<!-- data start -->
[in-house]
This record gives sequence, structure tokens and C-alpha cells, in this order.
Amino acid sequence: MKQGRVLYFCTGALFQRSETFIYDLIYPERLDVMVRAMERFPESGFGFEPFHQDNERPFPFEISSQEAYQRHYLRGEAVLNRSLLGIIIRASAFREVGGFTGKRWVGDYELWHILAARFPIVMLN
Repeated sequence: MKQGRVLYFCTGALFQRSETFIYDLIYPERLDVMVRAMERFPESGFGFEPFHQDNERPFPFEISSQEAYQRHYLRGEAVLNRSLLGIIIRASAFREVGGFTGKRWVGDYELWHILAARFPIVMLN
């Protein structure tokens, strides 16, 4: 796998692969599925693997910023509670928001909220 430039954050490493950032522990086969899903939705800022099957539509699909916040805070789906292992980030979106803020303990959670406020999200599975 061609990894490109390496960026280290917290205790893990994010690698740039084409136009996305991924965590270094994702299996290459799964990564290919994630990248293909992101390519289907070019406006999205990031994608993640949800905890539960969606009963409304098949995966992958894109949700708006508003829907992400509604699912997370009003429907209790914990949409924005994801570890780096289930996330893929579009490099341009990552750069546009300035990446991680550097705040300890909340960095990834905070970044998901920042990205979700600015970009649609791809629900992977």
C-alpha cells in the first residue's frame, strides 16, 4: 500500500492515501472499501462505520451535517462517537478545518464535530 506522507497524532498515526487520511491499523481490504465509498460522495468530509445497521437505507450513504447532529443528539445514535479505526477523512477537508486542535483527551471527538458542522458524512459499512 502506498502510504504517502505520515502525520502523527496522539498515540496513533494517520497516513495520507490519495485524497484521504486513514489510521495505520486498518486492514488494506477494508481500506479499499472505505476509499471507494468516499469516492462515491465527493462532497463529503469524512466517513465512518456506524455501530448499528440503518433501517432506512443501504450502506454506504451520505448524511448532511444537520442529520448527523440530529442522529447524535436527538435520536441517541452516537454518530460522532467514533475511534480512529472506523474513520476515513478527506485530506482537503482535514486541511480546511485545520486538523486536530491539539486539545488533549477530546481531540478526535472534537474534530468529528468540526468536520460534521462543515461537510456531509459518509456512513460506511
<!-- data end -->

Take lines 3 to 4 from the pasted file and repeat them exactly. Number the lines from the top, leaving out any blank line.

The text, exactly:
Amino acid sequence: MKQGRVLYFCTGALFQRSETFIYDLIYPERLDVMVRAMERFPESGFGFEPFHQDNERPFPFEISSQEAYQRHYLRGEAVLNRSLLGIIIRASAFREVGGFTGKRWVGDYELWHILAARFPIVMLN
Repeated sequence: MKQGRVLYFCTGALFQRSETFIYDLIYPERLDVMVRAMERFPESGFGFEPFHQDNERPFPFEISSQEAYQRHYLRGEAVLNRSLLGIIIRASAFREVGGFTGKRWVGDYELWHILAARFPIVMLN